Penguindrum is one of those thing, like Wonder Egg Priority, that people have been recommending to me, like, forever. Really. Seriously. For ever.
A Certain Retailer had two of the light novels and I gobbled them right up, wondering why the story seemed unfinished. SURPRISE! There are THREE novels. D’oh!
And the anime wasn’t for sale and wasn’t on any of the services I knew how to access, and there are a few of those!
But someone hit me with a clue-by-four on how to find it and now I’ve been watching it. It’s cute and it’s clever. It looks like someone dropped a bunch of acid, watched Paranoia Agent, and wrote up their notes when they came down. I mean, seriously, what the heck is the Penguindrum? (Hint: It’s a McGuffin.)
But, you know, stoned as they were, the writer cooked up something very neat in telling the story.
Okay, if you’ve been reading this blog for the years it’s been running – my fourth anniversary is coming up HARD – and you’ve seen Penguindrum, you know I’m going to tell you that the Takakura kids form a pretty standard, if more realistic than usual, Body-Mind-Soul trio, right?
Right? Kanba is the physical one. He’s the one who gets beat up and he’s the one that rescues Himari’s hat by riding his bike and making other superhuman physical efforts.
Shoma is … well, he’s not the smart one per se, they’re all reasonably bright … but he’s the one associated with intellectual achievement. He’s a schoolboy and attached to the story because one the key characters is his homeroom teacher.
And poor little Himari is sickly AND small. She can’t even go to school for most of the series, but she always stays cheerful and optimistic, does her best to cheer her brothers up even though she’s already died once and could again at any moment.
Now, there are nuances in that we could all list out: Kanba is also strong-willed, and when Himari is possessed she becomes powerful, and Shoma does duty as a pack mule. They transcend their primary roles and, as in other shows that do that, like Samurai Champloo, they become more interesting.
Also, they are each given extra “business” that makes their motivations complex as well. Kanba has taken the responsibility of taking care of the others, especially Himari’s medical bills, and that leads him to engage in some very shady dealings he has to hide from the others. Shoma is the only biological child of the terrorist parents and the guilt of their acts weighs heavily on them. Himari is aware she is dying and also that she is adopted, and that drives her insecurities.
That bit of extra business is what makes them seem real in what is essentially a fantasy and IS a cartoon! They are really well-designed characters!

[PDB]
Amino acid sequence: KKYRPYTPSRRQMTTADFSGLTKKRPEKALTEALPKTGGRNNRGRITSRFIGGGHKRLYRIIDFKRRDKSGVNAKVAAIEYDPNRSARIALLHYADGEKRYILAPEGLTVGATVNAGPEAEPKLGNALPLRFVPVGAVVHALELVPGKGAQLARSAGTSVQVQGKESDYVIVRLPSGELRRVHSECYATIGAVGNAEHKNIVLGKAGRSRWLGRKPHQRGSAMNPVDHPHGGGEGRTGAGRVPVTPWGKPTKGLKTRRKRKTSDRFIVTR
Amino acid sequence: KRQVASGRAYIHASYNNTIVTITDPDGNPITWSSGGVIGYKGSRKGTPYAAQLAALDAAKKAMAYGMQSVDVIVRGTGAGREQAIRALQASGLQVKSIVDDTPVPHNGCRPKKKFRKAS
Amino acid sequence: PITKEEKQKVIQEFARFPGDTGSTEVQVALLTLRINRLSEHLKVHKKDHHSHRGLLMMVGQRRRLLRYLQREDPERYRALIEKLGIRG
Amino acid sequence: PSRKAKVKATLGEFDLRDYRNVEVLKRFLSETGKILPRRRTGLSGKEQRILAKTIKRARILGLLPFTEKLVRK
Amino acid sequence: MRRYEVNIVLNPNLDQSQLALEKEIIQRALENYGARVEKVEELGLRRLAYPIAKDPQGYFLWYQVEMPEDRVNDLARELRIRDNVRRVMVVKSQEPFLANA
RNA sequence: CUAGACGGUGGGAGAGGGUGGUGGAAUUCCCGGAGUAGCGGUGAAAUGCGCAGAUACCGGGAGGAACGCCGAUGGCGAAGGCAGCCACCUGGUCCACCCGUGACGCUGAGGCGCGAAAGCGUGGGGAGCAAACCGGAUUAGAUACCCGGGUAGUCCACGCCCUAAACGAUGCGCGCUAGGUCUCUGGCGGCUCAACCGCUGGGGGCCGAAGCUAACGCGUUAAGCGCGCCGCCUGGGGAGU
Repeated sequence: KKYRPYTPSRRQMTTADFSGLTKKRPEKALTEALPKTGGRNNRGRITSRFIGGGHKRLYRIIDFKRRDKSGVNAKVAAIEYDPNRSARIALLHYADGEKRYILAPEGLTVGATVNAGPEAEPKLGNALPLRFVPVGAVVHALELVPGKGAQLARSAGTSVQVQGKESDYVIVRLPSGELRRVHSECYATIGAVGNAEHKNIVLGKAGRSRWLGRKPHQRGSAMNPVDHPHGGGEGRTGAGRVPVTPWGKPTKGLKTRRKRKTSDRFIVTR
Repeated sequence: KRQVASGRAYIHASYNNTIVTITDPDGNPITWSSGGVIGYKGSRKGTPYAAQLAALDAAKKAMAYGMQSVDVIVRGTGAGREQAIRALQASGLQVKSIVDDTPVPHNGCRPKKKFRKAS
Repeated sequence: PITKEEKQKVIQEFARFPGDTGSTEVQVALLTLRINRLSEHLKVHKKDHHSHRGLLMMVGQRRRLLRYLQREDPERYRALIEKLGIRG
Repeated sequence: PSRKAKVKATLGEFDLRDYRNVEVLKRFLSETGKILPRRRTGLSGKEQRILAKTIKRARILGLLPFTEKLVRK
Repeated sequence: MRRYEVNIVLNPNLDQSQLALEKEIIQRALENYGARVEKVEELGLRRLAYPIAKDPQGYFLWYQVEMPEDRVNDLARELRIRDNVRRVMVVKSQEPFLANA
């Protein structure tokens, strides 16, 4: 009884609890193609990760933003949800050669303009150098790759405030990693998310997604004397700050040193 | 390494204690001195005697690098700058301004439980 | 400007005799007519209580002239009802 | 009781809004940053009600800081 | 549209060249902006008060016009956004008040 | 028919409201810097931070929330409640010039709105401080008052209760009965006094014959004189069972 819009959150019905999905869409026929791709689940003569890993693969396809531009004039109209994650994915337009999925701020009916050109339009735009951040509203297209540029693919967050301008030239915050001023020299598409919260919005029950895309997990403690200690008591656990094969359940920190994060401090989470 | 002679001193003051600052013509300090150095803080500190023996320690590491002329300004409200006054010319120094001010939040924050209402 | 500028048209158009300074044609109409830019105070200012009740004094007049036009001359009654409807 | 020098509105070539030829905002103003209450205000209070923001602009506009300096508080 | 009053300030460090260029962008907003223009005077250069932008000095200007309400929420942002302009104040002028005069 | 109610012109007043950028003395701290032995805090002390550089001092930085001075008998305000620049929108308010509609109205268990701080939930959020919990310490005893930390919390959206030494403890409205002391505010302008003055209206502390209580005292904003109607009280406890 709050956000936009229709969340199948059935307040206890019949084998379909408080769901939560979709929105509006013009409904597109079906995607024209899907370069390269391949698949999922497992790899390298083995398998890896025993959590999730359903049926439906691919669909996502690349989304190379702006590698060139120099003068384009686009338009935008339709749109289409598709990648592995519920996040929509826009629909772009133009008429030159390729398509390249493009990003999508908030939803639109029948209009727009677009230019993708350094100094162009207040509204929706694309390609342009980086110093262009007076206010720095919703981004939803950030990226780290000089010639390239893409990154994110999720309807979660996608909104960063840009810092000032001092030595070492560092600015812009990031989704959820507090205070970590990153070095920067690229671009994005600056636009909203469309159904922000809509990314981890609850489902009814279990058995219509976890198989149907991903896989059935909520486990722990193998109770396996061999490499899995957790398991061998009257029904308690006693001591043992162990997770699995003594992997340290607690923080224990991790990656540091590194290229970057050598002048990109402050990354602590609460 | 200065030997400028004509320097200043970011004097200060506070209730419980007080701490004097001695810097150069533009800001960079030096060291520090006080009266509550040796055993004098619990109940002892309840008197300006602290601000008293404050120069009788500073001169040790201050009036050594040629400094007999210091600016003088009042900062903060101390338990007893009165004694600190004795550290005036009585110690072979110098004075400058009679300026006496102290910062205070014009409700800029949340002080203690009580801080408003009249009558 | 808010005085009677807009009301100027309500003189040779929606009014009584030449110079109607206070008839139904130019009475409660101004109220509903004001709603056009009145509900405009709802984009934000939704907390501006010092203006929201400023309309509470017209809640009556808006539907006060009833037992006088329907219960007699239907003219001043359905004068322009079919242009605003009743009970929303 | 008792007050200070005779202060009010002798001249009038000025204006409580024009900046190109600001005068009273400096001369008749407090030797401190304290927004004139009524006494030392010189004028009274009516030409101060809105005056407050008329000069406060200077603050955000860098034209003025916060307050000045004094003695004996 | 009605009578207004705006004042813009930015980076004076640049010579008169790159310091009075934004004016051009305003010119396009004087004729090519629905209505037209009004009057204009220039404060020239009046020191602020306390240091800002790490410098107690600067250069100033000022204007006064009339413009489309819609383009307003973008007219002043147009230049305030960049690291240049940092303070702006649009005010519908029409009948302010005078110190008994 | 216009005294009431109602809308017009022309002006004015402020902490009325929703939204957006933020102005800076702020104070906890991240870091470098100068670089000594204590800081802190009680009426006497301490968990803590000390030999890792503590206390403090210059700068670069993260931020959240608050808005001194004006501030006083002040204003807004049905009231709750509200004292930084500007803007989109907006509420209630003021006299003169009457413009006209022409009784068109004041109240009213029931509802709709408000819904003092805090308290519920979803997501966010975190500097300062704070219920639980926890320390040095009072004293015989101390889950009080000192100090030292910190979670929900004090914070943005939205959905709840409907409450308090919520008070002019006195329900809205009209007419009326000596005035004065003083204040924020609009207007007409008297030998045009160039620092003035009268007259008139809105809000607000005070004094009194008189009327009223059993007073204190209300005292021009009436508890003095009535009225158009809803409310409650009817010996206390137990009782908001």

But that’s not all of what I saw here. Or, rather, that’s not the big thing I saw here from a writing standpoint.
The big thing I saw was that the writers put Shoma at the bottom of the group in terms of dominance. Right? Kanba barely pays attention to him. Himari in her own skin is a good little girl but when she becomes the Princess of the Crystal she gives Shoma direct orders and expects him to carry them out. Even Ringo, screwed up as she is, bullies Shoma by sheer force of personality.
Kanba is the oldest. He can run around on his own stories and leave Shoma behind.
Himari, as the Princess of the Crystal, can order him around to various places, with Himari’s life as the stakes.
Ringo has something Shoma wants (the diary) and she can make him do anything to get it.
Tabuki is his teacher and a natural authority figure.
Shoma’s the low man on the totem pole.
The really clever thing they did making Shoma the subordinate character was that it meant he could always be available to “watch” the story. Right? He’s the central character. The camera follows him around in the anime and he narrates the novels in the first person while everyone else is third person.
And by allowing all the other characters to dominate him, they let him see what he needs to see in order to allow them to tell us the story.
Since the others all have power over him, they can make him be in the key places in the story and involve him in key events by telling him to be there. That’s a really neat narrative trick that pulls a lot of the story together; rather than having different scenes with different characters expecting us to keep track of them all (like Game of Thrones), Shoma is present for most of the key events. He’s there when Himari faints in school, at the Doctor’s office when they learn her prognosis, with Ringo when she tries to seduce Tabuki and when Tokikago announces that she and Tabuki are engaged.
And so on. Because everyone can tell Shoma where to go, the WRITERS can tell the characters to tell him where to go wherever he needs to be for them to tell the story. The only exception are Kanba’s scenes by himself, because he’s up to something Shoma’s not supposed to know about.
You know, that makes sense, too. Shoma knows MOST of what’s going on, but we, the viewers, know ALL of it. There’s a tension between what we know Shoma knows and what’s really going on.
Ooh … dramatic tension!
And it makes sense structurally, too. Let’s be honest: The plot of Penguindrum isn’t really meant to be an intellectual exercise from the characters’ points of view. They are deliberately kept in the dark on a number of key issues. No, this is at heart a spiritual story, which is why Himari will prevail at some point.
So if it’s not an intellectual exercise, what use are Shoma’s brains? Not much. So he contributes as an observer, not as a participant.
Kind of clever, if you think about it. The sort of thing Satoshi Kon might have cooked up.
I always look at comments and feedback, and I’m sure I’m not the first to see what I’ve seen, so have at it. Just keep it clean and keep it on target…no personal attacks, okay? Thanks.